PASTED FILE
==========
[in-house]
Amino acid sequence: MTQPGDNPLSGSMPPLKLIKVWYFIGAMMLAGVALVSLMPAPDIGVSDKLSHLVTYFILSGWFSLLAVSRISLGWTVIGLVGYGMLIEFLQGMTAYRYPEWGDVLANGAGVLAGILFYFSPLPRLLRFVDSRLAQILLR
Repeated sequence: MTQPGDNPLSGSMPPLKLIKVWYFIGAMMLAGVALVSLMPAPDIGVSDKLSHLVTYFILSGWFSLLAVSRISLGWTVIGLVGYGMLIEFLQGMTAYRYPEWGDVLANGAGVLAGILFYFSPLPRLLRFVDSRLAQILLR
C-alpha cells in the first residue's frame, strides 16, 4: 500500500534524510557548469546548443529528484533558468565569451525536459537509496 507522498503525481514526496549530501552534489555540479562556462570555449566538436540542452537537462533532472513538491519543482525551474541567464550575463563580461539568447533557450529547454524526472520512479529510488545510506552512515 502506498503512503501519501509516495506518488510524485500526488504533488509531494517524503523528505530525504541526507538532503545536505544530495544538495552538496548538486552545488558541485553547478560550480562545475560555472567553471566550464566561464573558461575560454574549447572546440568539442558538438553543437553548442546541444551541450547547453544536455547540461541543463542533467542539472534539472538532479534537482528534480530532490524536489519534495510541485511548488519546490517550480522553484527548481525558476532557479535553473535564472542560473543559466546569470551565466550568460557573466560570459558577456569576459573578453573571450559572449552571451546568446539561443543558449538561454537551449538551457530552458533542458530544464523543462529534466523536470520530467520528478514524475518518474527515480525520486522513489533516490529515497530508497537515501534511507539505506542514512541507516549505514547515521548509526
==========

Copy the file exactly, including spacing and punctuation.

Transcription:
[in-house]
Amino acid sequence: MTQPGDNPLSGSMPPLKLIKVWYFIGAMMLAGVALVSLMPAPDIGVSDKLSHLVTYFILSGWFSLLAVSRISLGWTVIGLVGYGMLIEFLQGMTAYRYPEWGDVLANGAGVLAGILFYFSPLPRLLRFVDSRLAQILLR
Repeated sequence: MTQPGDNPLSGSMPPLKLIKVWYFIGAMMLAGVALVSLMPAPDIGVSDKLSHLVTYFILSGWFSLLAVSRISLGWTVIGLVGYGMLIEFLQGMTAYRYPEWGDVLANGAGVLAGILFYFSPLPRLLRFVDSRLAQILLR
C-alpha cells in the first residue's frame, strides 16, 4: 500500500534524510557548469546548443529528484533558468565569451525536459537509496 507522498503525481514526496549530501552534489555540479562556462570555449566538436540542452537537462533532472513538491519543482525551474541567464550575463563580461539568447533557450529547454524526472520512479529510488545510506552512515 502506498503512503501519501509516495506518488510524485500526488504533488509531494517524503523528505530525504541526507538532503545536505544530495544538495552538496548538486552545488558541485553547478560550480562545475560555472567553471566550464566561464573558461575560454574549447572546440568539442558538438553543437553548442546541444551541450547547453544536455547540461541543463542533467542539472534539472538532479534537482528534480530532490524536489519534495510541485511548488519546490517550480522553484527548481525558476532557479535553473535564472542560473543559466546569470551565466550568460557573466560570459558577456569576459573578453573571450559572449552571451546568446539561443543558449538561454537551449538551457530552458533542458530544464523543462529534466523536470520530467520528478514524475518518474527515480525520486522513489533516490529515497530508497537515501534511507539505506542514512541507516549505514547515521548509526